Species interactions between stygobites (obligate groundwater organisms) are poorly known, reflecting the difficulty in studying such organisms in their natural environments. Some insight can be gained from the study of the spatial variability in microcrustacean communities in groundwater-fed springs. Earthquakes can increase hydraulic conductivity in the recharge area of karstic aquifers and flow rates in discharge zones, thus dislodging stygobites from their original habitats to the spring outlets. Earthquakes are expected to alter species spatial niche overlap at the spring outlets, where stygobites coexist with non-stygobites living in benthic and subsurface habitats. We compared the abundance of stygobiotic and non-stygobiotic microcrustaceans in groundwater-fed springs before and after the 6.3-Mw earthquake that hit the karstic Gran Sasso Aquifer (Italy) in 2009. Pre-seismic (1997, 2005) overall niche overlaps were not different from null expectations, while post-seismic (2012) species mean niche overlaps were higher, following the redistribution of animals caused by the earthquake-triggered discharge. The reduced abundance of stygobites following their dislodgement from the aquifer and the concomitant displacement of non-stygobites led to a higher post-seismic co-occurrence of stygobites and non-stygobites. Changes in aquifer structure destroyed pre-seismic species segregation patterns by creating new or strengthening already existing interactions.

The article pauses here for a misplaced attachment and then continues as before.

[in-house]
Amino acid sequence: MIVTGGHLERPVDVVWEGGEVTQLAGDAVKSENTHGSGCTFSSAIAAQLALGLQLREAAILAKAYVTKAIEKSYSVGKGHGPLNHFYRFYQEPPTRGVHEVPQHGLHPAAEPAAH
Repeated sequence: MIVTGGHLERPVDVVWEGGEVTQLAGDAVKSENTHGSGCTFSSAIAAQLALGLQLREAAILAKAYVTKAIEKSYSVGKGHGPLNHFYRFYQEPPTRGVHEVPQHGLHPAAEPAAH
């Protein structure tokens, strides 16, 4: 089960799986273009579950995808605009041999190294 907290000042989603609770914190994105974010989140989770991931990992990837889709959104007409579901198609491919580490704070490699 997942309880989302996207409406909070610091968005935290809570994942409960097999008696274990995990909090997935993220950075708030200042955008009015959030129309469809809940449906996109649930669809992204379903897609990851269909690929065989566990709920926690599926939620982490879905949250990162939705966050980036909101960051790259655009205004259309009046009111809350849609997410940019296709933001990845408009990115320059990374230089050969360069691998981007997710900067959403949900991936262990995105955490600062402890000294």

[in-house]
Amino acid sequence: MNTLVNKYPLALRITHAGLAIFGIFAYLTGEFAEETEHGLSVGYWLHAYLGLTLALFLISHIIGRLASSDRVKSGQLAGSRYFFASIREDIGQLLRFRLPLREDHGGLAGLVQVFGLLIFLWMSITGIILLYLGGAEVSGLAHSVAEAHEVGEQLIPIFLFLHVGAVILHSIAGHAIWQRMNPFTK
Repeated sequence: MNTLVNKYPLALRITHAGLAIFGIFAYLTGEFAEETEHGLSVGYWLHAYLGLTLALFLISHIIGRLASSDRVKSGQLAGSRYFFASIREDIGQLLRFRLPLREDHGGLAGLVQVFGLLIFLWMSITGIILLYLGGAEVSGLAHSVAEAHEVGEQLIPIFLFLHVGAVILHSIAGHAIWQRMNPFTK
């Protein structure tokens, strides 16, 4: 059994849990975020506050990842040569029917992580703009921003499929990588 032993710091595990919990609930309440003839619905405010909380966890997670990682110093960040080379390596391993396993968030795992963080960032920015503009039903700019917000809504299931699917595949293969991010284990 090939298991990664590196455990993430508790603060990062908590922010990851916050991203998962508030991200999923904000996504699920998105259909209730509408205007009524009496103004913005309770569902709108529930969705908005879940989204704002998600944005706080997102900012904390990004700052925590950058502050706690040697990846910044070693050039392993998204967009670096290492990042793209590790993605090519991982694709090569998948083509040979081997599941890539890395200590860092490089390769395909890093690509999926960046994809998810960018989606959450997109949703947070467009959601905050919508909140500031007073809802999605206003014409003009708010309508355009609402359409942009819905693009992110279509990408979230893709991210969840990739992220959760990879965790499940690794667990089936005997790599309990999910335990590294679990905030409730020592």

|Titolo:||Earthquake-Related Changes in Species Spatial Niche Overlaps in Spring Communities|
|Data di pubblicazione:||2017|
|Appare nelle tipologie:||1.1 Articolo in rivista|